• My first thought about this Alexandria musician's performance: "If he's not in the Alrights already, he needs to call them up ASAP." It sounded as if he was directly involved in the "Meeting of the St. Louis County League of Volunteer Astronauts: Excerpts from the Keynote Address" EP's songwriting process. Good stuff, but a little too poppy for most, I reckon. Still, he proved popular with the judges: second place! (Confidential to M.B.: I know I must've looked awfully rude eating a "Naughty Bird" during your set -- especially after you had just made a crack about the people who come to your place of employment's open mic night and mow down on wings -- but A) those sandwiches are utterly delicious and B) it had been nine-plus hours since I'd had anything to eat. I was starving. So lay off!) YOU BE THE JUDGE: www.myspace.com/mjdurl
  • Oh boy, here goes another "compliment sandwich": (+) Cloquet's Emily Jayne is a polished performer, whose songs are as radio-ready as they come. (-) However, they just happen to fall under the umbrella of adult contemporary -- which, if you know me at all, is pretty much the last thing I'd ever want to be listening to. (+) She seems to have a winning personality, though, seeing as all of her friends in attendance helped her land the coveted People's Choice award for the night. YOU BE THE JUDGE: www.myspace.com/demonsthatbite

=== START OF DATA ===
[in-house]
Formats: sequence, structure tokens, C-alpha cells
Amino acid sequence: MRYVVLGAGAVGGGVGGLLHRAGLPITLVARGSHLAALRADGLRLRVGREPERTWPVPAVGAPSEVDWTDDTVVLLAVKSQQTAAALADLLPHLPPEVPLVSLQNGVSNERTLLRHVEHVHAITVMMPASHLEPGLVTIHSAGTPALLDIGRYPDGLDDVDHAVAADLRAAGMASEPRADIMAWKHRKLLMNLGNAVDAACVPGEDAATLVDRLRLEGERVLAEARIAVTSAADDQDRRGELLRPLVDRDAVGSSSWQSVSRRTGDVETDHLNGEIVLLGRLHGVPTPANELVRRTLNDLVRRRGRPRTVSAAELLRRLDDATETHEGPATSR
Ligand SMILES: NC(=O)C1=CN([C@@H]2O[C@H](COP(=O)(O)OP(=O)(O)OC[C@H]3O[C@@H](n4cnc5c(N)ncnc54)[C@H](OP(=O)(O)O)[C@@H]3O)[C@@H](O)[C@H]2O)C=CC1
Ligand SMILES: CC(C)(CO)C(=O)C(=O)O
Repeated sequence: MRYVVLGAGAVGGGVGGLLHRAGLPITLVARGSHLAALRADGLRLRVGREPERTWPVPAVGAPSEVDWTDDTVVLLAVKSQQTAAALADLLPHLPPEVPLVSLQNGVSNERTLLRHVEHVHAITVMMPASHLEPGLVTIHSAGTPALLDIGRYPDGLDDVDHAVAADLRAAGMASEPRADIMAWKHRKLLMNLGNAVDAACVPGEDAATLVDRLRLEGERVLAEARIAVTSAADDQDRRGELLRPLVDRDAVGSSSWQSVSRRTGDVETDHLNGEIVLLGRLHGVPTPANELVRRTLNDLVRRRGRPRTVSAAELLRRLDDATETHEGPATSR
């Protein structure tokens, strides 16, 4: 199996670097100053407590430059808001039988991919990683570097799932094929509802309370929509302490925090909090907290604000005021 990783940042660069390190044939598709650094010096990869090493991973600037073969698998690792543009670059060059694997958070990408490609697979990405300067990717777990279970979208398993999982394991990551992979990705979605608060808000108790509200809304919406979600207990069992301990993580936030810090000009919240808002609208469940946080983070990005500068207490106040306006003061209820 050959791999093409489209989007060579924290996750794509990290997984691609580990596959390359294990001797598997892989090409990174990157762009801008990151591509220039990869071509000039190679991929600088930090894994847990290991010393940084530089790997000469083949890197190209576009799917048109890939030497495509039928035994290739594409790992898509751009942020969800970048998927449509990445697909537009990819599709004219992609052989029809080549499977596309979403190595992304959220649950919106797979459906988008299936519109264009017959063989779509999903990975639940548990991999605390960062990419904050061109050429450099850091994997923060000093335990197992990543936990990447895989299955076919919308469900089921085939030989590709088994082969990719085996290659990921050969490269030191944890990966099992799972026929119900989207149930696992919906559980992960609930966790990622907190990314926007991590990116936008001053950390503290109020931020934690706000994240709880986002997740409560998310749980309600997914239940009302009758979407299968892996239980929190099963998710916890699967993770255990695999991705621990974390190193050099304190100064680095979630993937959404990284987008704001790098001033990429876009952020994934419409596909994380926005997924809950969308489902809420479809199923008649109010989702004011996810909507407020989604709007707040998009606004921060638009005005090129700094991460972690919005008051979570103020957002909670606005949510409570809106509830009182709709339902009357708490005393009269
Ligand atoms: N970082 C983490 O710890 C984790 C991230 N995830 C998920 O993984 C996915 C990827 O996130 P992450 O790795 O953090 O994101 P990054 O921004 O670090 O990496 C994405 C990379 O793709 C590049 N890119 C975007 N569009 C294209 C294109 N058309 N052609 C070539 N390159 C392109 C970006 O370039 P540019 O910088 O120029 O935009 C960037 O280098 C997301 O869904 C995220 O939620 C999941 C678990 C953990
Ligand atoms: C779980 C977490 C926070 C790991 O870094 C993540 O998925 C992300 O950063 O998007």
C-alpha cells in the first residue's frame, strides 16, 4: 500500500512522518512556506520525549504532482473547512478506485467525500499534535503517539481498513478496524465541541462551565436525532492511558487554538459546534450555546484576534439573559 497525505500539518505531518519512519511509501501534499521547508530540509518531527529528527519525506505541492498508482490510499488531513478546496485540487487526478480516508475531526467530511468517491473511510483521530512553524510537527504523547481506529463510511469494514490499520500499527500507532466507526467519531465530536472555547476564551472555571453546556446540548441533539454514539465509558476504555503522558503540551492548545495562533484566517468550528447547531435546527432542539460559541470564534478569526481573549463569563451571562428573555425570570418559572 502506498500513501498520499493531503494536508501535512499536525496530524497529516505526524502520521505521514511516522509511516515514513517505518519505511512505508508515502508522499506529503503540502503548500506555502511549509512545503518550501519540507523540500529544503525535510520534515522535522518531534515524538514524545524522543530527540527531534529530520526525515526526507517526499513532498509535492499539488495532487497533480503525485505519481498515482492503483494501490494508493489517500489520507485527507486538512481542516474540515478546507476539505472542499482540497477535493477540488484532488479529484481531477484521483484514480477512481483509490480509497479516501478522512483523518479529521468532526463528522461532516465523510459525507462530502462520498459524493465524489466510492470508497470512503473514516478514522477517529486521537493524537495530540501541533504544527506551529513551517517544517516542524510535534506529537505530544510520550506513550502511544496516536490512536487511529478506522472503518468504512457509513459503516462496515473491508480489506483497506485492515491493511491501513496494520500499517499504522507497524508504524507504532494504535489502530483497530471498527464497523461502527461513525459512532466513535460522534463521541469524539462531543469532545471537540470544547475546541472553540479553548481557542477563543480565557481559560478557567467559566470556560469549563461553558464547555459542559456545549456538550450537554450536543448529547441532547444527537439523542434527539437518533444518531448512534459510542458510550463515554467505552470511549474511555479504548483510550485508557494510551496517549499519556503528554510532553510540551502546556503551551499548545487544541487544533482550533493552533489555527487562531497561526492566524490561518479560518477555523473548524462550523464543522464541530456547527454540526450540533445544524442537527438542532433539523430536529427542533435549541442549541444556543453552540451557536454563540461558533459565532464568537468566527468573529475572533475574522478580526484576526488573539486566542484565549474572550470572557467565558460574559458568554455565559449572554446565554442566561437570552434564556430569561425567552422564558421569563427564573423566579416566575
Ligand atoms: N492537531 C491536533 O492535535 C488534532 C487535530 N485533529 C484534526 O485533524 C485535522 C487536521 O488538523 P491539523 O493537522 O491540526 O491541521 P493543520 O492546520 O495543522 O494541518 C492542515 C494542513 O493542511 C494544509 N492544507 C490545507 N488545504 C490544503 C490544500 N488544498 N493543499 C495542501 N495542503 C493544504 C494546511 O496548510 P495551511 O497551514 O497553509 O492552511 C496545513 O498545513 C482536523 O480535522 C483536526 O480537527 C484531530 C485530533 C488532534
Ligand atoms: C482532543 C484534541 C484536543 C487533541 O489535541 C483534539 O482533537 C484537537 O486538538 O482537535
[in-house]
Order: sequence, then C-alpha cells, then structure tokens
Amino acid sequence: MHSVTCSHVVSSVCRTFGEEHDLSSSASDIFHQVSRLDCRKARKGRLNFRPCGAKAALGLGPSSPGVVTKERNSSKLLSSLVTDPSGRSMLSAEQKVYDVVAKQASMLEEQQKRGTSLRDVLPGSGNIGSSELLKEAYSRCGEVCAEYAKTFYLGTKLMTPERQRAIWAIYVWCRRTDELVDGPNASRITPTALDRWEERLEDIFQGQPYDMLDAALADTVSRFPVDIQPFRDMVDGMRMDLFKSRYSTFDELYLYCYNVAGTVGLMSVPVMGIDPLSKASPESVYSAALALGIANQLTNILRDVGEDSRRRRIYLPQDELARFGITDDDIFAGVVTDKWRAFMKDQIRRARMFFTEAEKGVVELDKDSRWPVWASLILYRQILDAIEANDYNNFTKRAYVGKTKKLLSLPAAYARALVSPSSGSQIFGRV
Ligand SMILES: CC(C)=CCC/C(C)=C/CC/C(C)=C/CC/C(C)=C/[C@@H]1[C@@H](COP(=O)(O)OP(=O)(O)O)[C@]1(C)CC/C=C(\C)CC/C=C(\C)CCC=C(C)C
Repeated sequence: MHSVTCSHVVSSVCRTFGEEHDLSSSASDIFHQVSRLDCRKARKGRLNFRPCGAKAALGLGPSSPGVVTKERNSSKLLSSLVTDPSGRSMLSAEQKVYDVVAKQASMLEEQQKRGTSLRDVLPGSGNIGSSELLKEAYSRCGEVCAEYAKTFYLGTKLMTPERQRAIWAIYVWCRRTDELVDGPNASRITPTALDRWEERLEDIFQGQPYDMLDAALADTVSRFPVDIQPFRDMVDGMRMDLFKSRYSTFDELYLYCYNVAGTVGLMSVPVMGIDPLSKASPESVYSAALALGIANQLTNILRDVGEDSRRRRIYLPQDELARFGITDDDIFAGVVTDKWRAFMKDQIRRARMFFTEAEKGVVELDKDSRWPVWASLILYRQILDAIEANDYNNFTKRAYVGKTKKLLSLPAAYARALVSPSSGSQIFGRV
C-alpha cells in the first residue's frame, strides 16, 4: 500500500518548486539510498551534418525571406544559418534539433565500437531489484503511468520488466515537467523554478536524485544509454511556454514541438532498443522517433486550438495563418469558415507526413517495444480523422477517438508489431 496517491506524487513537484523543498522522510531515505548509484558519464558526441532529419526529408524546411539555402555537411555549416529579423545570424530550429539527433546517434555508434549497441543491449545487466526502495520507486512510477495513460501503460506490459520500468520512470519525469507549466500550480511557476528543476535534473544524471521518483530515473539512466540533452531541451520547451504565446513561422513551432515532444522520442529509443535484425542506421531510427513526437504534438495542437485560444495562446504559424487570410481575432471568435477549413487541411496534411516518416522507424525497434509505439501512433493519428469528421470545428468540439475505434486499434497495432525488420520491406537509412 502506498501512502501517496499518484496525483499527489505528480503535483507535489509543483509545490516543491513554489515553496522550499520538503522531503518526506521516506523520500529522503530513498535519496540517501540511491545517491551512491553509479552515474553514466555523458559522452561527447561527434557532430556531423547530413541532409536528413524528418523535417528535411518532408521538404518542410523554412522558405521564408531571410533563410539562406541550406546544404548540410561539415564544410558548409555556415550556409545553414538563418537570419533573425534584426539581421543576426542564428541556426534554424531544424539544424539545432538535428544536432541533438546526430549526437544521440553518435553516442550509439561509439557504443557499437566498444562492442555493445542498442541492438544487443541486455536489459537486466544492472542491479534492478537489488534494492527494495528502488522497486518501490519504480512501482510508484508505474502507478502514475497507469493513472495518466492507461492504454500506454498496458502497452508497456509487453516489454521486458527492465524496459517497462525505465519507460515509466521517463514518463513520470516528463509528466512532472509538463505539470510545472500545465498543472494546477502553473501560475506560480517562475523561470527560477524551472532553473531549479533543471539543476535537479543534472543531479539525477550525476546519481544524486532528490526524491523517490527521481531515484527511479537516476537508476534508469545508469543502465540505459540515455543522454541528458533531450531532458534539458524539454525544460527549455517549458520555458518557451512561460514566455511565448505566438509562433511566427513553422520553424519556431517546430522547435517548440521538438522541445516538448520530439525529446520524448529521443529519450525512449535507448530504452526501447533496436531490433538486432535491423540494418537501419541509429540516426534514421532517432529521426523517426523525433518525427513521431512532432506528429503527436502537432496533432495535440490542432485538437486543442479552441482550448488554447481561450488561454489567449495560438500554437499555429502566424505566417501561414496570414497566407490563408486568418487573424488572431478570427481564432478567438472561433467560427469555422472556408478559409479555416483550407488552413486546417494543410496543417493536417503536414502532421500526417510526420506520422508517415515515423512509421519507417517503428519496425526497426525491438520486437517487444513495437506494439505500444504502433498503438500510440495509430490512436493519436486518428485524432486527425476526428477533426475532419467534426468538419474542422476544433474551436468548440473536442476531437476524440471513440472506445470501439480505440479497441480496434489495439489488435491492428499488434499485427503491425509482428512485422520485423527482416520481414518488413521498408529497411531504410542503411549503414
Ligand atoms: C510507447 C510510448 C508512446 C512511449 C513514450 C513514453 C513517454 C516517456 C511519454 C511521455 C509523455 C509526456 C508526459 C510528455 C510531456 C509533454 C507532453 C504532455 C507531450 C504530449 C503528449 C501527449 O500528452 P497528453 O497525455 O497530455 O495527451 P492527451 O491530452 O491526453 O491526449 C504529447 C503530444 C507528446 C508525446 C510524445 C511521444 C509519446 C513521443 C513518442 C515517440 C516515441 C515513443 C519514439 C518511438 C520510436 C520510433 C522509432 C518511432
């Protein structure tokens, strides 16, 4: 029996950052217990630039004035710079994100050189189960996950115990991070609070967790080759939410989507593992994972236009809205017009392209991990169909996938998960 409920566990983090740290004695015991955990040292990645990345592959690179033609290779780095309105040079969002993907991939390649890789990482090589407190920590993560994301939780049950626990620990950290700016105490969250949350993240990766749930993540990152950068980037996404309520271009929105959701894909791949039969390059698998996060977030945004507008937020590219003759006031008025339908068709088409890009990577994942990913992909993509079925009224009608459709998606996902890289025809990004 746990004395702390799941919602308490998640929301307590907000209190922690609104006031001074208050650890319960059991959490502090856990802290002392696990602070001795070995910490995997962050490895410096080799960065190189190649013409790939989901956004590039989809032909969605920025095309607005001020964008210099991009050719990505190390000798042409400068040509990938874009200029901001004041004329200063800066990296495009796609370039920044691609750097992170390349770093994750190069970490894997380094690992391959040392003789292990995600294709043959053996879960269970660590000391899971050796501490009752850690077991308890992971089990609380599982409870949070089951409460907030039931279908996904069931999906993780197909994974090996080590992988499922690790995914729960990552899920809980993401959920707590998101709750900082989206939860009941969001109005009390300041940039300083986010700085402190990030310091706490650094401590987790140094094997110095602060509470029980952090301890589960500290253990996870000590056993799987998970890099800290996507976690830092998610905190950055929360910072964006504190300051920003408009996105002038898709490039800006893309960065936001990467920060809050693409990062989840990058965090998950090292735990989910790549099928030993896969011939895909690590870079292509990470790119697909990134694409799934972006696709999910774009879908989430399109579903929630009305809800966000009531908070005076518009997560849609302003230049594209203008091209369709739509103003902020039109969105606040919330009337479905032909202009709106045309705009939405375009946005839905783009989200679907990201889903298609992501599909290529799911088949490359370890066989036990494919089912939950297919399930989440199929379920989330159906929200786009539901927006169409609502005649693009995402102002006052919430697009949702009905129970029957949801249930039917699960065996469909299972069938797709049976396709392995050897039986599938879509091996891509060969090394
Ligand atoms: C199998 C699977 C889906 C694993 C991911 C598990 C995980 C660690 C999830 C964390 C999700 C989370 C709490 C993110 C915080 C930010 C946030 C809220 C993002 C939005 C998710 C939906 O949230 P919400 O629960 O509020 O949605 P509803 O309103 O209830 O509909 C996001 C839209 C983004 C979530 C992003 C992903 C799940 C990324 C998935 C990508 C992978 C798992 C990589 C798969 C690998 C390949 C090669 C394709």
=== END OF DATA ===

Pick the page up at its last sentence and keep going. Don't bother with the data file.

• Don't listen to John Derke when he says, "I make noise." With a voice evocative of both Live's Ed Kowalczyk and the Standard's Tim Putnam, there was no way this performer was going to lose any points from this judge. YOU BE THE JUDGE: www.myspace.com/johnderke
  • Old Knifey and the Cutthroats' Adam Depre is a solid songwriter and performer, and, better still, he has a sense of humor: After playing the stunningly authentic "Ain't Never Tried Blues," he said his second song, a C&W-soaked ode to whiskey, cigarettes and country music, was "about a girl." YOU BE THE JUDGE: www.myspace.com/oldknifeyandthecutthroats
  • As was the case with Billy Southern, it's no secret that I'm a big fan of third-place winner Greg Tiburzi's work, so I'll leave you with a line from my review of his album "In a Blue Haze" (and urge you to read the full review -- see attached story): "This guy is good ... real good." YOU BE THE JUDGE: www.myspace.com/gregtiburzi
  • Talk about versatility. Isakson's solo acoustic adventures sounded nothing like the reggae-leaning grooves of his regular group, Max Dakota & Modern Life. While I wasn't blown away by his performance -- I didn't really hear anything fresh or "unexpected" -- he did have the highest overall score amongst the judges. Not bad, especially considering that he was a last-minute addition after scheduled contestant Seth Doud (of Off the Mike Mark) failed to show up.